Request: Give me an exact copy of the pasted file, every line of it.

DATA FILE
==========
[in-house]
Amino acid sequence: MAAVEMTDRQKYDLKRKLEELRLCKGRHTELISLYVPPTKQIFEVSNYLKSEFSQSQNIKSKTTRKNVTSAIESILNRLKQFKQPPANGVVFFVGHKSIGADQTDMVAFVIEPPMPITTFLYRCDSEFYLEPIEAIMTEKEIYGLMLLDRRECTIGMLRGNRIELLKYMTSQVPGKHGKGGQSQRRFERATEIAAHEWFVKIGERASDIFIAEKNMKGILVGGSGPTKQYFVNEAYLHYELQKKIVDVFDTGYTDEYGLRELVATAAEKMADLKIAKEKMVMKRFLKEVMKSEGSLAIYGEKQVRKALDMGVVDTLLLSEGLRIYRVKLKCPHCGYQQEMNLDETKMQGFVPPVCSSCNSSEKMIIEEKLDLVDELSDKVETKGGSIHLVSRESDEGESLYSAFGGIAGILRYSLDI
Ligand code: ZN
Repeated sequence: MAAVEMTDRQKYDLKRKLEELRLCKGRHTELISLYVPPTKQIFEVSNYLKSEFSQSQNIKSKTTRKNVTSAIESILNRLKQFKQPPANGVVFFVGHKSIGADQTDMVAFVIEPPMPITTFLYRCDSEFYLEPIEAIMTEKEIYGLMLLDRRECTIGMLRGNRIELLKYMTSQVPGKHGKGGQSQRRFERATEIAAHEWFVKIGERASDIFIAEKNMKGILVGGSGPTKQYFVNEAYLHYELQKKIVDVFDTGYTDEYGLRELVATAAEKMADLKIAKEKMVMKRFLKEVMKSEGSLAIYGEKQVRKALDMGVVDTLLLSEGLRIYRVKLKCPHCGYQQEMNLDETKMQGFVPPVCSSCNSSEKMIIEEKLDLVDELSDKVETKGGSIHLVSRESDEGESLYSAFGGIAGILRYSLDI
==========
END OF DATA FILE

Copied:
[in-house]
Amino acid sequence: MAAVEMTDRQKYDLKRKLEELRLCKGRHTELISLYVPPTKQIFEVSNYLKSEFSQSQNIKSKTTRKNVTSAIESILNRLKQFKQPPANGVVFFVGHKSIGADQTDMVAFVIEPPMPITTFLYRCDSEFYLEPIEAIMTEKEIYGLMLLDRRECTIGMLRGNRIELLKYMTSQVPGKHGKGGQSQRRFERATEIAAHEWFVKIGERASDIFIAEKNMKGILVGGSGPTKQYFVNEAYLHYELQKKIVDVFDTGYTDEYGLRELVATAAEKMADLKIAKEKMVMKRFLKEVMKSEGSLAIYGEKQVRKALDMGVVDTLLLSEGLRIYRVKLKCPHCGYQQEMNLDETKMQGFVPPVCSSCNSSEKMIIEEKLDLVDELSDKVETKGGSIHLVSRESDEGESLYSAFGGIAGILRYSLDI
Ligand code: ZN
Repeated sequence: MAAVEMTDRQKYDLKRKLEELRLCKGRHTELISLYVPPTKQIFEVSNYLKSEFSQSQNIKSKTTRKNVTSAIESILNRLKQFKQPPANGVVFFVGHKSIGADQTDMVAFVIEPPMPITTFLYRCDSEFYLEPIEAIMTEKEIYGLMLLDRRECTIGMLRGNRIELLKYMTSQVPGKHGKGGQSQRRFERATEIAAHEWFVKIGERASDIFIAEKNMKGILVGGSGPTKQYFVNEAYLHYELQKKIVDVFDTGYTDEYGLRELVATAAEKMADLKIAKEKMVMKRFLKEVMKSEGSLAIYGEKQVRKALDMGVVDTLLLSEGLRIYRVKLKCPHCGYQQEMNLDETKMQGFVPPVCSSCNSSEKMIIEEKLDLVDELSDKVETKGGSIHLVSRESDEGESLYSAFGGIAGILRYSLDI